Covid infections are falling across all four UK nations for the first time since mid-January, new figures show.
Despite the recent falls, coronavirus is still circulating at high levels across much of the country, with 3.8 million people in private households estimated to have had the virus in the week to 16 April, according to the Office for National Statistics (ONS). This is down from 4.4 million the previous week.
The high rates come after the legal requirement to self-isolate after testing positive has been dropped in the UK, but the guidance on what to do if you fall ill differs depending on where you live.
If you do test positive for Covid, this is the latest advice on what to do based on where you are in the UK and how long you are likely to be infectious.
How long will I test positive for Covid?
It can take up to six days on average for someone who is infected with Covid to experience any symptoms, according to the World Health Organisation (WHO), but it is possible for symptoms to show from one to 14 days.
If you get a positive test result, it likely means that you had coronavirus when the test was taken and the time it takes to get a negative test will depend on how severe symptoms are.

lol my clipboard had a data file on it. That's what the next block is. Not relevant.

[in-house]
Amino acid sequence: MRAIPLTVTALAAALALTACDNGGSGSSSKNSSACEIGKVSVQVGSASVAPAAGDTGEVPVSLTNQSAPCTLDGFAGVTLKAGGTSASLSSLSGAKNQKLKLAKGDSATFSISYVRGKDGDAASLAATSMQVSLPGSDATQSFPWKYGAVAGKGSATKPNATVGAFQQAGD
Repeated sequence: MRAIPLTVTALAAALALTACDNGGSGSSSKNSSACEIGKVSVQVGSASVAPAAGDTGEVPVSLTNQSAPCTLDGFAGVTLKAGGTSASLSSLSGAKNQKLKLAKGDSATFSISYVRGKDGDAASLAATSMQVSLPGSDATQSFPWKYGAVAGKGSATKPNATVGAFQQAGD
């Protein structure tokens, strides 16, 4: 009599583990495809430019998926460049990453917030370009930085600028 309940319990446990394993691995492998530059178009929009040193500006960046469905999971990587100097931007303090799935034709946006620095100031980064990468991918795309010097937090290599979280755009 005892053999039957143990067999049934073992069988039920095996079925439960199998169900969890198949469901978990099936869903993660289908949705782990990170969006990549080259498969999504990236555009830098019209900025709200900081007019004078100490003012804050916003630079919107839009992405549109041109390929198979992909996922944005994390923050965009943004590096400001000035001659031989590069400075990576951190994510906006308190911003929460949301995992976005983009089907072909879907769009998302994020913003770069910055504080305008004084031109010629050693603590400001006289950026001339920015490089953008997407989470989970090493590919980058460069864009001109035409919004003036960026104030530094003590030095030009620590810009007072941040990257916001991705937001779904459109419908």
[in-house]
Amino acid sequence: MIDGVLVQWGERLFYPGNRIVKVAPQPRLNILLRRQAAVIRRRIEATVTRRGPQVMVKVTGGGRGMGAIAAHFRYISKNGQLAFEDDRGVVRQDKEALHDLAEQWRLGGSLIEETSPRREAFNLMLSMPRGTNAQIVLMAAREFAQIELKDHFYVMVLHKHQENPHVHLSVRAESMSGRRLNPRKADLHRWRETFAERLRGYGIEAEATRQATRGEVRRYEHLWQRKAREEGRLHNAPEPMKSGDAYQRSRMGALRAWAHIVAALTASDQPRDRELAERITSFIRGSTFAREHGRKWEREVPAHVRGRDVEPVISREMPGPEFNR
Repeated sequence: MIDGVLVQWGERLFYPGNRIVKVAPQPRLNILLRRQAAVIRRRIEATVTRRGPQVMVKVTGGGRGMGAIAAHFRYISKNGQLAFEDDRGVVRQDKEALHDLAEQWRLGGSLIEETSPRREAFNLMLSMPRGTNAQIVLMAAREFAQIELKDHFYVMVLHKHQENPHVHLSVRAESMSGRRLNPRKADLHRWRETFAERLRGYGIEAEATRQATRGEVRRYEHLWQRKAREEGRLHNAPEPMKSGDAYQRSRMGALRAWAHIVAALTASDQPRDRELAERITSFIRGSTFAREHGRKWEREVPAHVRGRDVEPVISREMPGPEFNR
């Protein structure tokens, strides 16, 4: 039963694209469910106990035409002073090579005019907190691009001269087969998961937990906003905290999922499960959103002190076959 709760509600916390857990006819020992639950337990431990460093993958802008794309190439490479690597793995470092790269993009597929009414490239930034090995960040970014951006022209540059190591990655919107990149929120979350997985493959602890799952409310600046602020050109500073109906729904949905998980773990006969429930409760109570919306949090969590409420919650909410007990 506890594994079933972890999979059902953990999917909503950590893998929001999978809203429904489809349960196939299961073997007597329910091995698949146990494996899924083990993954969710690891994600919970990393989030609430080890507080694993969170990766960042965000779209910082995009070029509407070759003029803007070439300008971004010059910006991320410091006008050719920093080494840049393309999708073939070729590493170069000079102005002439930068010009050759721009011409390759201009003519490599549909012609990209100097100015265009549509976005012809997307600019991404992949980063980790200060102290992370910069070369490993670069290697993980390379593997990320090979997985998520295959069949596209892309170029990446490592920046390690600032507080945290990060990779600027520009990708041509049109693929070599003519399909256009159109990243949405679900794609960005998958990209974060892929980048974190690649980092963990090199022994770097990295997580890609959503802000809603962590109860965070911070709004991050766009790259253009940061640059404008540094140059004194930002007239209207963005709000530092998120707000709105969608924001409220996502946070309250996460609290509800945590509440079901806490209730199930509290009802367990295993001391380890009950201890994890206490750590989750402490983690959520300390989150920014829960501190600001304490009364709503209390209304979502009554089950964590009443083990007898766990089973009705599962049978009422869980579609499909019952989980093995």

Gavi, The Vaccine Alliance says it is possible to test positive Covid for weeks, but people are likely not to be contagious for very long, even after a positive result.
Studies suggest that PCR tests start to detect the virus around one to three days before symptoms start, which is when the viral load will be highest. After this point, the amount of virus in the body gradually declines until it can no longer be detected by PCR.
In general, asymptomatic people can test positive for one to two weeks, while those with mild-to moderate disease often continue to test positive for a week or more.
Less sensitive lateral flow tests need a higher viral load to record a positive result, which is why they often only identify people during their most infectious period, according to Gavi.